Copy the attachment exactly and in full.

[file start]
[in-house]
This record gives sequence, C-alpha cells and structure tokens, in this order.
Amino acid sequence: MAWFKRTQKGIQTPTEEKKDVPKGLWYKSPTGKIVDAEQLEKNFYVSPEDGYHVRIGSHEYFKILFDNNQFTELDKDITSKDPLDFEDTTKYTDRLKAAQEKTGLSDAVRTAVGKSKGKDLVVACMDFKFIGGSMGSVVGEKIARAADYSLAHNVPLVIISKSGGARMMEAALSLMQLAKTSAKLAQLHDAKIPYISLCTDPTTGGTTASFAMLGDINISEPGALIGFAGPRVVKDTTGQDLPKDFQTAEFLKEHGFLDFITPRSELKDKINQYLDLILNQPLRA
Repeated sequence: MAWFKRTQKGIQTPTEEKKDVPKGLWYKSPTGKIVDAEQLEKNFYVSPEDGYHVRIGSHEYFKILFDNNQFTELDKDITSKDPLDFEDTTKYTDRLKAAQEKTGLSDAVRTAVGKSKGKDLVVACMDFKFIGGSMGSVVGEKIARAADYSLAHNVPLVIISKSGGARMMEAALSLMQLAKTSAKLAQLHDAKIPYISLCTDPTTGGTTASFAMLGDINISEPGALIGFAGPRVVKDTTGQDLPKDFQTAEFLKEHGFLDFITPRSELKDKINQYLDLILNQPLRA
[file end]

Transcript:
[in-house]
This record gives sequence, C-alpha cells and structure tokens, in this order.
Amino acid sequence: MAWFKRTQKGIQTPTEEKKDVPKGLWYKSPTGKIVDAEQLEKNFYVSPEDGYHVRIGSHEYFKILFDNNQFTELDKDITSKDPLDFEDTTKYTDRLKAAQEKTGLSDAVRTAVGKSKGKDLVVACMDFKFIGGSMGSVVGEKIARAADYSLAHNVPLVIISKSGGARMMEAALSLMQLAKTSAKLAQLHDAKIPYISLCTDPTTGGTTASFAMLGDINISEPGALIGFAGPRVVKDTTGQDLPKDFQTAEFLKEHGFLDFITPRSELKDKINQYLDLILNQPLRA
Repeated sequence: MAWFKRTQKGIQTPTEEKKDVPKGLWYKSPTGKIVDAEQLEKNFYVSPEDGYHVRIGSHEYFKILFDNNQFTELDKDITSKDPLDFEDTTKYTDRLKAAQEKTGLSDAVRTAVGKSKGKDLVVACMDFKFIGGSMGSVVGEKIARAADYSLAHNVPLVIISKSGGARMMEAALSLMQLAKTSAKLAQLHDAKIPYISLCTDPTTGGTTASFAMLGDINISEPGALIGFAGPRVVKDTTGQDLPKDFQTAEFLKEHGFLDFITPRSELKDKINQYLDLILNQPLRA